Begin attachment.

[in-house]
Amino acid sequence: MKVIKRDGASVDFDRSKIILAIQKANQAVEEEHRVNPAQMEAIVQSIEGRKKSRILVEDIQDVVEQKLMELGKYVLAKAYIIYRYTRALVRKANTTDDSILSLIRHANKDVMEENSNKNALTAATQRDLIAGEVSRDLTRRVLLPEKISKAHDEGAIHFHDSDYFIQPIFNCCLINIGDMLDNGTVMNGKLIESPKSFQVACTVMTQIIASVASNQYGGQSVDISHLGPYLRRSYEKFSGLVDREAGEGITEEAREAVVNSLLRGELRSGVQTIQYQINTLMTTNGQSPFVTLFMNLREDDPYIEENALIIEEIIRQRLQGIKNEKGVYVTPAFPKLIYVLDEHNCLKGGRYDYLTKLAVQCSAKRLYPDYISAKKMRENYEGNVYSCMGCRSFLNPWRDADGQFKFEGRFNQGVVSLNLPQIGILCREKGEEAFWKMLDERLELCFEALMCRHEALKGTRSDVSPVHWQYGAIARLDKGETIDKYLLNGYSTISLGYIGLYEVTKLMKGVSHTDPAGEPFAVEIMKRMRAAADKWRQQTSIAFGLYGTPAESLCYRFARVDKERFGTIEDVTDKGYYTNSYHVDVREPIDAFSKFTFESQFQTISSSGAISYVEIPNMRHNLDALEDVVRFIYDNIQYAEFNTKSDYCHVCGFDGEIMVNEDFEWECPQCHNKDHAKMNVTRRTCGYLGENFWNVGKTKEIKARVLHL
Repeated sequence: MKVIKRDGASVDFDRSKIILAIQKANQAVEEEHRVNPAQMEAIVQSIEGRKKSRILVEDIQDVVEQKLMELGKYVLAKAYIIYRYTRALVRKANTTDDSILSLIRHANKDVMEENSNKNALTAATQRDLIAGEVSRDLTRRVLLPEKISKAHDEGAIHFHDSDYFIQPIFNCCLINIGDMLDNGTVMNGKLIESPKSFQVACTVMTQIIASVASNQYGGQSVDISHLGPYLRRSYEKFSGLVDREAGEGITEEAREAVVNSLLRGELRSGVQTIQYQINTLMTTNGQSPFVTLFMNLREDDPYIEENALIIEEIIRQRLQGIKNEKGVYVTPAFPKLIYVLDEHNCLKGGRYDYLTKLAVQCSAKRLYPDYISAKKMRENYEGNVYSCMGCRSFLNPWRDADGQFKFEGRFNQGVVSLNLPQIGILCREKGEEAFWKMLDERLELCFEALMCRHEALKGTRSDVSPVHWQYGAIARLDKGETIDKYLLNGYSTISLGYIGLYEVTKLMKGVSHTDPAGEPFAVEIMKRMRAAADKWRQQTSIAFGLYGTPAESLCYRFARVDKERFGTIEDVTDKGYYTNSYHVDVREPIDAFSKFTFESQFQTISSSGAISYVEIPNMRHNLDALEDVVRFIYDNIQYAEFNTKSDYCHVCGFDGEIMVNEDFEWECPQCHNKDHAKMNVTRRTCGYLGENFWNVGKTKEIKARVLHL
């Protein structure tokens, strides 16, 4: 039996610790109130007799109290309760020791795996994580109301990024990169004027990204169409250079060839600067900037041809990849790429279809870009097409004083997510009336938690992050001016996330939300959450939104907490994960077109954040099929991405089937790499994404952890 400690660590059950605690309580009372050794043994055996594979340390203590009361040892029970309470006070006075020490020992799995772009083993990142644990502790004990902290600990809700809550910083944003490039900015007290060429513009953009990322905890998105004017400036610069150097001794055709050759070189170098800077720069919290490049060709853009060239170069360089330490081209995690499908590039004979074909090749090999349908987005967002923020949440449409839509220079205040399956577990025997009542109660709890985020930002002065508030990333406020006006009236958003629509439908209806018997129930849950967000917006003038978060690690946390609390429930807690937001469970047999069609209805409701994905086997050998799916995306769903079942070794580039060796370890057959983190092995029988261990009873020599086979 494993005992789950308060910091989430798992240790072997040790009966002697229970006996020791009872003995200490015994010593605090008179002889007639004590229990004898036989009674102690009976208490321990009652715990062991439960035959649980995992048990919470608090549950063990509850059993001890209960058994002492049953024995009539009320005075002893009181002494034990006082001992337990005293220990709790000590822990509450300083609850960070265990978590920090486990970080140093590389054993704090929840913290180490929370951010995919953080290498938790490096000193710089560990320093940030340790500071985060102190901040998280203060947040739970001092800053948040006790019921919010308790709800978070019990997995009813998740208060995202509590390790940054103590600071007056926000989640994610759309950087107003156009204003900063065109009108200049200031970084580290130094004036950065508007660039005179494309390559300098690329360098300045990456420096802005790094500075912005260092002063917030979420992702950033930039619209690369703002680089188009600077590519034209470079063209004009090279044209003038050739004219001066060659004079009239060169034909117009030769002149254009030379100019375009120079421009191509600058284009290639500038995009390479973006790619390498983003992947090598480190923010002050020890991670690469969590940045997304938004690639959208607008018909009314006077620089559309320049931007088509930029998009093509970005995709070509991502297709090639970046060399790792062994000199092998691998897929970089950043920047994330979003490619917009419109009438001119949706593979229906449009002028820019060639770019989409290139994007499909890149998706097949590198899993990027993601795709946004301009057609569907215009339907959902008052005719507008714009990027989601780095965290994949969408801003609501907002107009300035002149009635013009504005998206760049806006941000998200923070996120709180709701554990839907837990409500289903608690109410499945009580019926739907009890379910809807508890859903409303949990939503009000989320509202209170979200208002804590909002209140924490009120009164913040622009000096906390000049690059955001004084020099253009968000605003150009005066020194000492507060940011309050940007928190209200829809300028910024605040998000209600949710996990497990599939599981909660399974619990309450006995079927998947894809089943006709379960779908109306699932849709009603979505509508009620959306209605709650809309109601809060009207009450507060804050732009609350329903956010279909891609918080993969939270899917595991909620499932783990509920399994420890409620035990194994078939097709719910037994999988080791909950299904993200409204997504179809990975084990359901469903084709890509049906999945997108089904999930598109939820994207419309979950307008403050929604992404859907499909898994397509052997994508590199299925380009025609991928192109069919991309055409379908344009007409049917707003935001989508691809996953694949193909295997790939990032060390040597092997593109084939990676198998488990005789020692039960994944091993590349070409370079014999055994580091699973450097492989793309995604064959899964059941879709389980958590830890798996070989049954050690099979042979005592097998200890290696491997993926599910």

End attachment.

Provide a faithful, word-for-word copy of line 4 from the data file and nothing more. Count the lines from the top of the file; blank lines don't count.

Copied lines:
């Protein structure tokens, strides 16, 4: 039996610790109130007799109290309760020791795996994580109301990024990169004027990204169409250079060839600067900037041809990849790429279809870009097409004083997510009336938690992050001016996330939300959450939104907490994960077109954040099929991405089937790499994404952890 400690660590059950605690309580009372050794043994055996594979340390203590009361040892029970309470006070006075020490020992799995772009083993990142644990502790004990902290600990809700809550910083944003490039900015007290060429513009953009990322905890998105004017400036610069150097001794055709050759070189170098800077720069919290490049060709853009060239170069360089330490081209995690499908590039004979074909090749090999349908987005967002923020949440449409839509220079205040399956577990025997009542109660709890985020930002002065508030990333406020006006009236958003629509439908209806018997129930849950967000917006003038978060690690946390609390429930807690937001469970047999069609209805409701994905086997050998799916995306769903079942070794580039060796370890057959983190092995029988261990009873020599086979 494993005992789950308060910091989430798992240790072997040790009966002697229970006996020791009872003995200490015994010593605090008179002889007639004590229990004898036989009674102690009976208490321990009652715990062991439960035959649980995992048990919470608090549950063990509850059993001890209960058994002492049953024995009539009320005075002893009181002494034990006082001992337990005293220990709790000590822990509450300083609850960070265990978590920090486990970080140093590389054993704090929840913290180490929370951010995919953080290498938790490096000193710089560990320093940030340790500071985060102190901040998280203060947040739970001092800053948040006790019921919010308790709800978070019990997995009813998740208060995202509590390790940054103590600071007056926000989640994610759309950087107003156009204003900063065109009108200049200031970084580290130094004036950065508007660039005179494309390559300098690329360098300045990456420096802005790094500075912005260092002063917030979420992702950033930039619209690369703002680089188009600077590519034209470079063209004009090279044209003038050739004219001066060659004079009239060169034909117009030769002149254009030379100019375009120079421009191509600058284009290639500038995009390479973006790619390498983003992947090598480190923010002050020890991670690469969590940045997304938004690639959208607008018909009314006077620089559309320049931007088509930029998009093509970005995709070509991502297709090639970046060399790792062994000199092998691998897929970089950043920047994330979003490619917009419109009438001119949706593979229906449009002028820019060639770019989409290139994007499909890149998706097949590198899993990027993601795709946004301009057609569907215009339907959902008052005719507008714009990027989601780095965290994949969408801003609501907002107009300035002149009635013009504005998206760049806006941000998200923070996120709180709701554990839907837990409500289903608690109410499945009580019926739907009890379910809807508890859903409303949990939503009000989320509202209170979200208002804590909002209140924490009120009164913040622009000096906390000049690059955001004084020099253009968000605003150009005066020194000492507060940011309050940007928190209200829809300028910024605040998000209600949710996990497990599939599981909660399974619990309450006995079927998947894809089943006709379960779908109306699932849709009603979505509508009620959306209605709650809309109601809060009207009450507060804050732009609350329903956010279909891609918080993969939270899917595991909620499932783990509920399994420890409620035990194994078939097709719910037994999988080791909950299904993200409204997504179809990975084990359901469903084709890509049906999945997108089904999930598109939820994207419309979950307008403050929604992404859907499909898994397509052997994508590199299925380009025609991928192109069919991309055409379908344009007409049917707003935001989508691809996953694949193909295997790939990032060390040597092997593109084939990676198998488990005789020692039960994944091993590349070409370079014999055994580091699973450097492989793309995604064959899964059941879709389980958590830890798996070989049954050690099979042979005592097998200890290696491997993926599910």